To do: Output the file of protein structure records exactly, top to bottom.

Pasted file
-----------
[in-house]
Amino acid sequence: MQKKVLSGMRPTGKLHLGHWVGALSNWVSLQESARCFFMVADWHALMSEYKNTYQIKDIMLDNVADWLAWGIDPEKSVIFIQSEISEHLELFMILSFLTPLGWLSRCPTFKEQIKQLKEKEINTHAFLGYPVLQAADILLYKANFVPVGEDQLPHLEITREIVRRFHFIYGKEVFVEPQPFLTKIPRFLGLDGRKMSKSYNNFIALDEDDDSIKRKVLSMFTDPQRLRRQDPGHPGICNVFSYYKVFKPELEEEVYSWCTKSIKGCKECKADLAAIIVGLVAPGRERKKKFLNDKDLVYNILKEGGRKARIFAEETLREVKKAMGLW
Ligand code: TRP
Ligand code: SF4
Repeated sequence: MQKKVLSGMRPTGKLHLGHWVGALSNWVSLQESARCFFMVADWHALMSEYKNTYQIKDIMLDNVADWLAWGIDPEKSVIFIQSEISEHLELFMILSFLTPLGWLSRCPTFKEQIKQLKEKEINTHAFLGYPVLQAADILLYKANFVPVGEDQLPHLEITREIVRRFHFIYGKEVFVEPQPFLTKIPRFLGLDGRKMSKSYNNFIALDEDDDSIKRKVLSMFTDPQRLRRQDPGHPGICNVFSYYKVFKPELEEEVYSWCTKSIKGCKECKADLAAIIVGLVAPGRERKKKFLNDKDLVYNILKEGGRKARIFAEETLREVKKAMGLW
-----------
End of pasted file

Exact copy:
[in-house]
Amino acid sequence: MQKKVLSGMRPTGKLHLGHWVGALSNWVSLQESARCFFMVADWHALMSEYKNTYQIKDIMLDNVADWLAWGIDPEKSVIFIQSEISEHLELFMILSFLTPLGWLSRCPTFKEQIKQLKEKEINTHAFLGYPVLQAADILLYKANFVPVGEDQLPHLEITREIVRRFHFIYGKEVFVEPQPFLTKIPRFLGLDGRKMSKSYNNFIALDEDDDSIKRKVLSMFTDPQRLRRQDPGHPGICNVFSYYKVFKPELEEEVYSWCTKSIKGCKECKADLAAIIVGLVAPGRERKKKFLNDKDLVYNILKEGGRKARIFAEETLREVKKAMGLW
Ligand code: TRP
Ligand code: SF4
Repeated sequence: MQKKVLSGMRPTGKLHLGHWVGALSNWVSLQESARCFFMVADWHALMSEYKNTYQIKDIMLDNVADWLAWGIDPEKSVIFIQSEISEHLELFMILSFLTPLGWLSRCPTFKEQIKQLKEKEINTHAFLGYPVLQAADILLYKANFVPVGEDQLPHLEITREIVRRFHFIYGKEVFVEPQPFLTKIPRFLGLDGRKMSKSYNNFIALDEDDDSIKRKVLSMFTDPQRLRRQDPGHPGICNVFSYYKVFKPELEEEVYSWCTKSIKGCKECKADLAAIIVGLVAPGRERKKKFLNDKDLVYNILKEGGRKARIFAEETLREVKKAMGLW